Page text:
Anyway, about "The Hard Goodbye". You're probably familiar with the basic story, but in a nut shell, its about a criminal Marv, who at the beginning of the book, is having a real good time with Goldie, a Goddess as he describes her. Anyway, after their 'ahem' good time, Marv wakes up to find her dead. This sets up the rest of the story, with Marv working his way through the scum of Sin City, trying to find the main guy responsible for Goldie'' murder. And if you think The Bride's (Kill Bill) rampage of revenge was violent, you ain't seen nothing yet! Marv makes one hell of an impression of everyone who gets in his way!
As well as the violence, "The Hard Goodbye" has quite witty dialogue, and some truly memorable lines ("Worth dying for. Worth killing for. Worth going to hell for. Amen")
The art, while black and white, and soaked in blood, is strangely beautiful (Something they translated very well into the film)
If you're a fan of graphic novels and crime, and don't mind a spot or two of blood, I' check these books and the film out asap, coz they're worth it.
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1 of 1 people found the following review helpful
5.0 out of 5 stars A tour guide of hell, 12 May 2012
By 
Jack Heslop - See all my reviews
(REAL NAME)   
This review is from: Sin City: Hard Goodbye (Paperback)
The Hard Goodbye is an elegant and harrowing crime novel with overtones of horror. Some panels are graphic and disturbing, but the worst violence is only hinted at, which is good because otherwise I might have found this book unreadable. I liked the fatalistic tone Frank Miller establishes throughout. The hero seems doomed from the beginning. Even if he escapes the adventure unharmed, to what does he return? A city still rotten from selfishness and greed.
Marv is a wonderful, mysterious character. His personality is a composite of various noir heroes', from Philip Marlowe to Mike Hammer. His flamboyant appearance echoes Ben Grimm, The Thing, from Fantastic Four. He towers over most characters and shows a lot of scars.
The story works because it doesn't go on any tangents. Marv sleeps with a beautiful woman who by morning is dead, murdered while he was passed out. He then goes looking for her killer. In a sort of author's note Miller explains that The Hard Goodbye was supposed to be forty-eight pages at first. I suspect the simplicity of his original vision lent to what became a crisp and focused novel.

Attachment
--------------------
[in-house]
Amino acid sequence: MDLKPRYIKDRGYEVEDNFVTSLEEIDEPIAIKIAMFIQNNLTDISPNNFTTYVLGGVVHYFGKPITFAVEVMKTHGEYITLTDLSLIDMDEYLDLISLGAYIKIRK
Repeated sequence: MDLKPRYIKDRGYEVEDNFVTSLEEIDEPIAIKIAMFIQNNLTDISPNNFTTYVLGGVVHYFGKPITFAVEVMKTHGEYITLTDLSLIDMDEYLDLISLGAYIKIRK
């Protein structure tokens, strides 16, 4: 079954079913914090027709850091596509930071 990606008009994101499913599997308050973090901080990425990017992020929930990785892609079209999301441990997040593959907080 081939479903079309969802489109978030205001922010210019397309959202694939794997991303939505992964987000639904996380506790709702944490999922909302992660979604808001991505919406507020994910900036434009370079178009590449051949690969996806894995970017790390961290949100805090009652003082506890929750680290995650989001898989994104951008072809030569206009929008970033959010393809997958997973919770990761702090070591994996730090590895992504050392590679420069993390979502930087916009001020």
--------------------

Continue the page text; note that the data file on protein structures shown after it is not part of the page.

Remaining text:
Marv's discoveries are surprising and horrific, as the story leads to its natural conclusion. The ending is a million miles from happy, yet it feels weirdly cathartic.
The panels are black-and-white and like the writing there's no waste. Miller draws only what we need to see, not spending much time on extraneous details.
The Hard Goodbye isn't light comic book reading. It's dark, gritty, downbeat and gruesome. In Miller's notorious All-Star Batman and Robin comics those elements felt unnecessary, but here they're integral. Sin City is an original place, a haunted urban nightmare that'll eat you alive if you don't watch your step.
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1 of 1 people found the following review helpful
5.0 out of 5 stars Classic start to a classic series....a must have!, 24 April 2008
This review is from: Sin City Volume 1: The Hard Goodbye (3rd Edition): Hard Goodbye Bk. 1 (Sin City (Dark Horse)) (Paperback)
This is one of my favourite graphic novels. Utterly fantastic and visually stunning. Even if you are not a reader of graphic novels, any traditional crime fan would be pulled into Frank Millers world of hard cases, hitmen, dames and hookers. The men are big and burly, the women are so hot and curvy, and its all conveyed perfectly in harsh black and white artwork. Its like traditional film noir on the page.

This is the first in the series of Sin city, and the protagonist is the incredible Marv, hulking street fighter and tough guy with a "condition." He can't believe his luck when he meets a beautiful woman called Goldie...But it's not to last, and she ends up murdered. Then Marv is hot on the trail of her killers, and blood splattered vengeance will be his!! Kevin is truly one of the creepiest baddies I've seen, and Marv makes sure he gets what he deserves. Some of the characters are just amazing and recur throughout the Sin City series, like Gail, the fiery hooker, and Nancy, the angelic strip club dancer. This is a great crime story, as well a thrilling personal drama. I found it kind of romantic too, in a tragic way.

A welcome change from traditional superhero comics. Frank Miller is a genius! Read the rest of series now, and have a look at the art book! A great adult read indeed!